Music Reviews
Fortune & Glory

Lollies Fortune & Glory

(Taste) Rating - 9/10

Like this review was ever going to be anything but positive. The Coral's self-titled effort may have caught the eye of the critics but when it comes to the finest debut album of 2002, the Lollies unreservedly get my crooked grin of approval.

Where to start? Opening track Flavour Of The Week berates the current tread of "selling out" in indie bands. The point being, if you are going to do it, do it properly: "It's part of our masterplan/to sip champagne on a yacht like Duran Duran" and whatever can they mean by "Fuck the charts, we'll make millions/selling mobile phones to the new bohemians"? 2001 single Channel Heaven also makes a welcome appearance. An NME review said that it would be loved by "long haired indie boys who read French poetry and think football ghastly". Well, I ain't got long hair, ain't ever read French poetry and love Football with a passion bordering on mental illness. I still think it's a brilliant song, so join me in waving two fingers to press dinosaurs.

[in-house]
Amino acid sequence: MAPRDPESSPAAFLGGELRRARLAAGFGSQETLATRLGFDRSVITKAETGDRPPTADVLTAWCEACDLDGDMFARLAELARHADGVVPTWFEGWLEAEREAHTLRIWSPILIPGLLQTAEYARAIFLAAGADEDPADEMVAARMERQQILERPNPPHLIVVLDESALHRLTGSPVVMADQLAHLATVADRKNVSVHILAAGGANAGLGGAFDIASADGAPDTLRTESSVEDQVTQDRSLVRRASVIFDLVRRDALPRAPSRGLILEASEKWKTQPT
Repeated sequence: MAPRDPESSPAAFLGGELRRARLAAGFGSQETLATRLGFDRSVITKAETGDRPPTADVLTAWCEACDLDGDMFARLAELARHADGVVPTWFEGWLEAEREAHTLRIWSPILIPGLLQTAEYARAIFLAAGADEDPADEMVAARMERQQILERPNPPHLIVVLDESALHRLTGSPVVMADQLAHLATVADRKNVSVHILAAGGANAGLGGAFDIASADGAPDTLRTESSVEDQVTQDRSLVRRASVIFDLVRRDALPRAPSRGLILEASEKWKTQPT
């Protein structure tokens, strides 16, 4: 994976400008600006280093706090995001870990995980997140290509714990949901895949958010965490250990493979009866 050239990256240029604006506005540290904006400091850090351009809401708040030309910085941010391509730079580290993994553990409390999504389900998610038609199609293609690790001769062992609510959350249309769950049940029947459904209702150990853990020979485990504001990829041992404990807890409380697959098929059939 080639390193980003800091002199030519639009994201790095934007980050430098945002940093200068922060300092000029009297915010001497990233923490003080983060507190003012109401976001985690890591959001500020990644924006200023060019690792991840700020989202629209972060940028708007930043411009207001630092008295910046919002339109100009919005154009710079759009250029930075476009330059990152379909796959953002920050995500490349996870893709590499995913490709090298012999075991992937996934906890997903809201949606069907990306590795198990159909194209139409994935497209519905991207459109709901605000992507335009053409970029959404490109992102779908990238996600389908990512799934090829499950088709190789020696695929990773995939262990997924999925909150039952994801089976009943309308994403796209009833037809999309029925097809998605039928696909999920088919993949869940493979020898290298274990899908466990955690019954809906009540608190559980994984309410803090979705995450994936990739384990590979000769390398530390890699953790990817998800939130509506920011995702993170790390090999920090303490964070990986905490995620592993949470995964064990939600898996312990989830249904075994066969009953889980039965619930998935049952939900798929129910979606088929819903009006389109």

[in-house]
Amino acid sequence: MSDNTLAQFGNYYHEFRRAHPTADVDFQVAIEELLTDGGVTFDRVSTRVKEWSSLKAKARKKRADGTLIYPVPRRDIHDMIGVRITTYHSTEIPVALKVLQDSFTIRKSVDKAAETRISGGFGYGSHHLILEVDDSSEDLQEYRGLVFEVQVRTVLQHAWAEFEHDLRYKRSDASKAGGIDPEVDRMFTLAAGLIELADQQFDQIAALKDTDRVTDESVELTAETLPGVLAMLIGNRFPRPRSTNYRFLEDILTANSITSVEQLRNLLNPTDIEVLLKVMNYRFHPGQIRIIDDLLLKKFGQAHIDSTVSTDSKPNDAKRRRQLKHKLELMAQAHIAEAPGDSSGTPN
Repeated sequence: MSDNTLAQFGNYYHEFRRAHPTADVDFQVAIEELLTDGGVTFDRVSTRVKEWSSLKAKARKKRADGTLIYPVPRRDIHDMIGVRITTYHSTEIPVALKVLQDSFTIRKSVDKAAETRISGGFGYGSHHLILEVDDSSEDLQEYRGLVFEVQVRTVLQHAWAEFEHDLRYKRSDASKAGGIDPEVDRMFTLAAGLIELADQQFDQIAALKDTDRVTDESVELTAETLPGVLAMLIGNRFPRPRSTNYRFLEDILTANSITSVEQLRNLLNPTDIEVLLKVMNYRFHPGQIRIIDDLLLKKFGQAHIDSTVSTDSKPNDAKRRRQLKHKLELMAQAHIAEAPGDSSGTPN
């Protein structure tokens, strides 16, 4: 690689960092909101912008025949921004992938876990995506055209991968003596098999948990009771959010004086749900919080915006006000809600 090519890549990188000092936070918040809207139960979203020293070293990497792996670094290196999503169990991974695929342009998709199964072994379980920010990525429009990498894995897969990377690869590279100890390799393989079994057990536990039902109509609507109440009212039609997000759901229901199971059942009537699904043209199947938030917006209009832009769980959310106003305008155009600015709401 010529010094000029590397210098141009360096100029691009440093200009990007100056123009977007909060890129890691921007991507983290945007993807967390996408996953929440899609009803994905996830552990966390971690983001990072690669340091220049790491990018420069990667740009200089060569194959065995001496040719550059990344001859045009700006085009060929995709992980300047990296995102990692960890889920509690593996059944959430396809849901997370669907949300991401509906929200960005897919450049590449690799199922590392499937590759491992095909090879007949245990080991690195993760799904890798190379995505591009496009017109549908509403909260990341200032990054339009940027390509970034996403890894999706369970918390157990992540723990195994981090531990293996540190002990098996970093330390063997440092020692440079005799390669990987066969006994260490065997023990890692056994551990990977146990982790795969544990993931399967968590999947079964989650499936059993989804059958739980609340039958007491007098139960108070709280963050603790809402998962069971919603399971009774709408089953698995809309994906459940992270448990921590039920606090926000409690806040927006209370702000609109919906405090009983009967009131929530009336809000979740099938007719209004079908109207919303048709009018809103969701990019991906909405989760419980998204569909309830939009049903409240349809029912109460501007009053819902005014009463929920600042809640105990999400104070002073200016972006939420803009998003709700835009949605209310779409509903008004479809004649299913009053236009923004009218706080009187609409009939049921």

The key to everything is that while one minute they have you crying into your beer, the next they'll have you jumping around spilling said beer all over your mate/significant other/psychopathic stranger. The best example of the former is Imaginary Boyfriend ("If I had a dollar for every time you say/sorry but I don't think about you that way"), the sound of the Smiths if Morrissey had been born XX. For the latter; try Office Romance - Da Do Ron Ron mashed together with the modern complexities of meeting "the corporate Clark Gable" - or Jonestown Mascara, the best song ever to include the word "peroxide". Really. I could go on. I could mention killer horn riffs, wild west pianos and a bonus track that sounds like New Order in some alternative dimension. But all I really need to say is: there's not a duff track here. Go on, you don't need to take yourself that seriously all the time.

Kudos also for 2002's most well observed line: "Kissing leads to sex/like pot leads to heroin". Sweetness and bitterness aren't always so far apart.